Where this is conducted virtually, each of these elements requires their own screen, that is one for the exhibits, one for the gallery and one for the transcripts. However, an arrangement of three screens may not always be possible for everyone. Either one of these three screens would not be able to be viewed simultaneously or, each of the three screens would need to be heavily reduced in size. Perhaps, it may not be possible to separate the gallery of people and exhibits. In this scenario, the exhibits would fill the majority of the screen and the gallery of people would become thumbnails, thus further reducing the ability to see their body language and reactions to testimony clearly.
Notwithstanding the number of screens, the type of web-camera and lighting also have a substantial impact on presentation. During the first lockdown, one barrister looked like they were talking from a dark cupboard, due to terrible lighting. Another had invested in a web-camera ring light but wore glasses which resulted in substantial reflection, which unfortunately made him look like a demonic robot. The press has even reported that virtual cats have been in court. While these examples are all rather tame, they still impact the delivery and conduct of the process.
The virtual cat episode, whilst light-hearted, was an example of what can happen when the user is unsure about how to use the technology they are faced with. For that reason, it is important that all relevant parties understand how the technology works, so as not to disrupt the process.
Many virtual hearings have adopted platforms like Zoom, which make use of features such as virtual backgrounds, hats, sunglasses and animations. Whilst such features are not helpful to virtual hearings, understanding how to turn these off or move between breakout rooms is nevertheless important. As this technology matures, the systems used for virtual hearings would likely become more sophisticated in what they can do, whilst also maintaining simplicity for the user.
There is a plethora of resources that provide invaluable advice on how to conduct oneself at a (physical) hearing, covering training on how to deliver one’s opinion and how to fulfil professional and ethical duties owed to the tribunal. Practical tips, like turning to face the tribunal when giving responses are also plentiful. With the necessitated growth of virtual hearings, much of this advice will need to be updated to recognise these new challenges.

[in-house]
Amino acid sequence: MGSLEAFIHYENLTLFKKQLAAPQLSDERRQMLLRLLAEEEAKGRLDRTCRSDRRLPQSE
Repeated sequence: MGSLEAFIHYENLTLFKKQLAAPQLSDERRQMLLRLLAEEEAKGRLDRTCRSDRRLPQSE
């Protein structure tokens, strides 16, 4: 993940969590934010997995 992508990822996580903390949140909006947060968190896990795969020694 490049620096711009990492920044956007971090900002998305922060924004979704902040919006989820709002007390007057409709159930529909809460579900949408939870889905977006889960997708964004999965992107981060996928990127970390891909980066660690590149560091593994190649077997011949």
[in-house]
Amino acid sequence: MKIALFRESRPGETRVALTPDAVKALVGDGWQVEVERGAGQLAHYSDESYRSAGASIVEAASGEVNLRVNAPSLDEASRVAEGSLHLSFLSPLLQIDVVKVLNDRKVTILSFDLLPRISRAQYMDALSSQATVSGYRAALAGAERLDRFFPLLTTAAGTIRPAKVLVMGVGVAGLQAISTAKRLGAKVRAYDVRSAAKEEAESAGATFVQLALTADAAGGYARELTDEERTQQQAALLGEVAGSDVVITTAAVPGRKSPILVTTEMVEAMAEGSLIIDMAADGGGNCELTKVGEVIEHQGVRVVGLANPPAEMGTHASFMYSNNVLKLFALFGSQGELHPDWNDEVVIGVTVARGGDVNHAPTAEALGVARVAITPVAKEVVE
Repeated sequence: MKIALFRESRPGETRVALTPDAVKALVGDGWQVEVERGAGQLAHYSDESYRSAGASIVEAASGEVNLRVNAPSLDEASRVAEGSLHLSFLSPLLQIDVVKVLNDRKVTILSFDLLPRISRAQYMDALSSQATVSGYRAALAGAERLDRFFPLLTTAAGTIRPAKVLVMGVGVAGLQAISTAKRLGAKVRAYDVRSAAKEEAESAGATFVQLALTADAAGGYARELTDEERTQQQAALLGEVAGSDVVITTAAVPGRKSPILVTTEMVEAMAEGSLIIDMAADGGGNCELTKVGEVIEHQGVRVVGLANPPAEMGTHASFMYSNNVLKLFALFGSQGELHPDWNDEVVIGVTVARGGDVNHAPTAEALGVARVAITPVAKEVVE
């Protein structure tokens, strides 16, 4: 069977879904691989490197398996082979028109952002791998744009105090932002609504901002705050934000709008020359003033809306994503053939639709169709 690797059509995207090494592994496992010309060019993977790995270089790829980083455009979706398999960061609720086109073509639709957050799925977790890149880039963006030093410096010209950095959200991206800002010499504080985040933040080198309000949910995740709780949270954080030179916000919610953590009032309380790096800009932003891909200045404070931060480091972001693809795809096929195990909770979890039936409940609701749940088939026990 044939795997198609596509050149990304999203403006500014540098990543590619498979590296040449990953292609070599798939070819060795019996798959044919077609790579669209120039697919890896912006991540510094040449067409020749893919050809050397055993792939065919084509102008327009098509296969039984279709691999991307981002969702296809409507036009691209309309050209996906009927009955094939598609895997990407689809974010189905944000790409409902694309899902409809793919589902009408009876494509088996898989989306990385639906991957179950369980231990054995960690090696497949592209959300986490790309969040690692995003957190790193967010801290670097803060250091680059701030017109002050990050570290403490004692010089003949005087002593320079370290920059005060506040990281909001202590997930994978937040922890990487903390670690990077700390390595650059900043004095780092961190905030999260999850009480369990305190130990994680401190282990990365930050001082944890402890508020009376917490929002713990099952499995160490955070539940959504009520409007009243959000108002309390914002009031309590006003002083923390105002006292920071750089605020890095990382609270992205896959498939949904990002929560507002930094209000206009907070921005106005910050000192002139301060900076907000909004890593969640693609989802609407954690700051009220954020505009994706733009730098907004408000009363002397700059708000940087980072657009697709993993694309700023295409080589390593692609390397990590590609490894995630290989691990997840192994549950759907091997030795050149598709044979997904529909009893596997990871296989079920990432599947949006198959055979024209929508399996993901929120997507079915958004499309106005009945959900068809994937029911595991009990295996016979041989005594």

Hearings conducted by web camera mean that it is no longer possible to turn and face the tribunal only, as by looking at a camera, the speaker is effectively looking at everyone. Such practical points will mean that guidance is likely to be required on questions such as, whether:
To date, WhatsApp has obviously been a popular option as a method of communication, but then it is essential that experts are removed from this once they are in purdah. While none of these items lessen the benefits or effectiveness of virtual hearings, they pose new questions that will require further exploration.
Clearly virtual hearings provide cost benefits for clients. They also give increased flexibility in respect of attendance and can potentially reduce the duration of arbitrations. However, these benefits come at the expense of physical human interactions.
Furthermore, existing advice on how experts should conduct themselves at a physical hearing will need to be updated to reflect the challenges the virtual world brings.
Aquila Forensics provide a unique blend of highly experienced experts who specialise in construction dispute, advisory and investigatory services. Their Experts are involved in some of the largest international disputes and have provided testimony on quantum and delay issues in a number of jurisdictions and on a variety of projects, particularly in infrastructure, marine, renewables and energy sectors.